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8 Feb 2016

Master Of Class Series (II): "Elton has returned, singing and playing with a vengeance that features some of his most upbeat, well crafted songs in a long time" by David Singler

A year round Provincetown resident, David Sigler‘s passion and knowledge for Elton John and Bernie Taupin’s music makes him a renowned fan in the Elton die-hard circles. Ever since he heard Bennie and the Jets in 1974, a special bond was formed. “Next to Lennon and McCartney, John and Taupin are among the most talented, prolific, and diverse songwriters in pop music,” he proudly states. David is thrilled to host, Two Rooms: Celebrating The Music of Elton John and Bernie Taupin, to enlighten listeners of their respective work together and independently. David originally hails from Maryland and is a lifelong Baltimore Orioles and Baltimore Ravens fan (though he cheers on the Patriots too!) In addition to Two Rooms, he enjoys hosting a show called Pop Life: Top 40 Hits from 1970-2000, when the need arises.

"Wonderful Crazy Night" finds Elton John once again, surprising his fans with an all out joyous pop album after a few years of retrospective albums that showcased more serious subjects and downbeat themes. Not that the two previous releases, The Diving Board and The Union (w/Leon Russell), weren't up there with his best work post-2000. But rather, those albums harkened back to the traditional singer-songwriter era of Elton's career before Elton's genuine pop efforts kicked off with the likes of 1972's Honky Chateau. With "Wonderful Crazy Night," Elton has returned, singing and playing with a vengeance that features some of his most upbeat, well crafted songs in a long time.

The opening piano riff on the title song let's the listener know right away that this is going to be a fun tune. Just try getting that riff out of your head after multiple listens. "Looking Up", one of the singles, sort of conjures of the spirit of "I'm Still Standing" with a great guitar solo from Davey Johnstone and a defiant lyric from Bernie Taupin (who wrote all the lyrics on this album).

"Blue Wonderful", one of the few slower songs, has all the hallmarks of a typical Elton John ballad and is worthy of inclusion on any new greatest hits or compilation collection. "Guilty Pleasure" rocks (and rolls) with cool hand claps, rockabilly strumming guitars and a chorus in the 'Crocodile Rock' mode, along with a blistering guitar solo from Davey Johnstone that is reminiscent of his best '70s work (think the Caribou outtake 'Sick City').

"Claw Hammer" conjures up a southern swampy feel with it's percussion flourishes that bookend the song. Plus, it features a surprising jazzy finish with a horn section (that should have had more input during the entire song). "Tambourine" sways with a gentleness of Elton's best country-tinged songs and features long time percussionist Ray Cooper playing, what else, a tambourine.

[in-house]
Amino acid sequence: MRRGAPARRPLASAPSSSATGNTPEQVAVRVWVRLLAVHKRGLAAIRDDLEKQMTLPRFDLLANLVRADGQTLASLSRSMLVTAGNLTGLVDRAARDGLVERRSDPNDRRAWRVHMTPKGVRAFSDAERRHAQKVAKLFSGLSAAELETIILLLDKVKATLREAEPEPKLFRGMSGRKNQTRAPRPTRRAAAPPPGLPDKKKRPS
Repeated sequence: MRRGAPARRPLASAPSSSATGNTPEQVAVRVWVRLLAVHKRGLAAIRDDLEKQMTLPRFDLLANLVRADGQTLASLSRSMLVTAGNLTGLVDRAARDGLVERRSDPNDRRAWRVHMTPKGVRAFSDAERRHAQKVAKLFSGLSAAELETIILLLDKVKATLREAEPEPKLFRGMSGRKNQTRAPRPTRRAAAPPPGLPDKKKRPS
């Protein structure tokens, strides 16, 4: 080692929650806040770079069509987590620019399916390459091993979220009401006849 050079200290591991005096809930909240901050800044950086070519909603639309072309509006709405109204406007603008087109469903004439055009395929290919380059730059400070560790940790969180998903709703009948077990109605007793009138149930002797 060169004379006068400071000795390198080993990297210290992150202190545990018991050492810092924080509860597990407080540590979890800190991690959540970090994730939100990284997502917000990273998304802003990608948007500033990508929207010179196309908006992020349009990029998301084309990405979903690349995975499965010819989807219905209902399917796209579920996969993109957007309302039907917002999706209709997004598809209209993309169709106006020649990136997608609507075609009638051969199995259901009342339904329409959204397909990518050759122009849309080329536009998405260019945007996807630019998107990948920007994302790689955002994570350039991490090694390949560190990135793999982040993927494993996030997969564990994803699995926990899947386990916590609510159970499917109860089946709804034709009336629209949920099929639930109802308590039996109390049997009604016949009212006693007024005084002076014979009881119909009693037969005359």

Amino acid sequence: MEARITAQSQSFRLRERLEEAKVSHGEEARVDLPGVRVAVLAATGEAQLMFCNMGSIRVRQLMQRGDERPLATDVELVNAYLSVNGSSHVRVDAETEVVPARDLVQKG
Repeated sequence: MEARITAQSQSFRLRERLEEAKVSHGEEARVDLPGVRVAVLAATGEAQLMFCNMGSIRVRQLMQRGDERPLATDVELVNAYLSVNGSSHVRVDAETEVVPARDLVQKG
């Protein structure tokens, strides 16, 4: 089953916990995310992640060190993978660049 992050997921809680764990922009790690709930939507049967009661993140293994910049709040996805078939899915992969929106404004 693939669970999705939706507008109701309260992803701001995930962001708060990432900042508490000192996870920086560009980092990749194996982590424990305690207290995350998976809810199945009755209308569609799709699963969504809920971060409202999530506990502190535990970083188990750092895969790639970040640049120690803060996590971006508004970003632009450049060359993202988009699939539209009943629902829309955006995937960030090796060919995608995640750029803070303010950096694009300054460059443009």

"I've Got 2 Wings", one of Taupin's best lyrics on the album, is in the great story telling narrative he's so wonderful at writing. It opens with Elton humming the melody and an accordion in the background complimenting the song. This song is written about Rev. Utah Smith. Smith, was a preacher who wore two paper wings while playing guitar during his sermons and this song just may be the albums most thought out arrangement.

"England and America" (one of the bonus tracks) is another rock song that starts off with a bang a la something Meatloaf and Jim Stineman would have written (especially Elton's piano licks). "In The Name of You" has a cool piano opening riff that is accompanied by Kim Bulllards organ playing and Johnstone's guitar touches. "Free and Easy" (another bonus track), feels like it was an old demo from Elton's 1969's album Empty Sky (I'm not kidding) with it's Beatle-esque arrangement, organ and harpsichord.

I could really go on and on in detail about every song on this album. The striking thing for me is that it's clear that the intent and direction Elton set to achieve was masterfully executed on nearly every level. From the band (Nigel Olsson on drums, Matt Bisonnette on bass, John Mahon on percussion and the aforementioned Kim Bullard, Davey Johnstone and Ray Cooper), to the deft touch of producer T. Bone Burnett and of course, Taupin's unique but rather light hearted lyrics (at the request of Elton). Wonderful Crazy Night is an album in the grand tradition of Elton's best pure pop albums. No gimmicks. No following trends. No (thank God) dance beats with auto-tone enhancements.

Simply put, this is another excellent album from Elton John and Bernie Taupin, and likely to rocket itself into my Top 10 favorite Elton John albums of all time.

More about WOMR:

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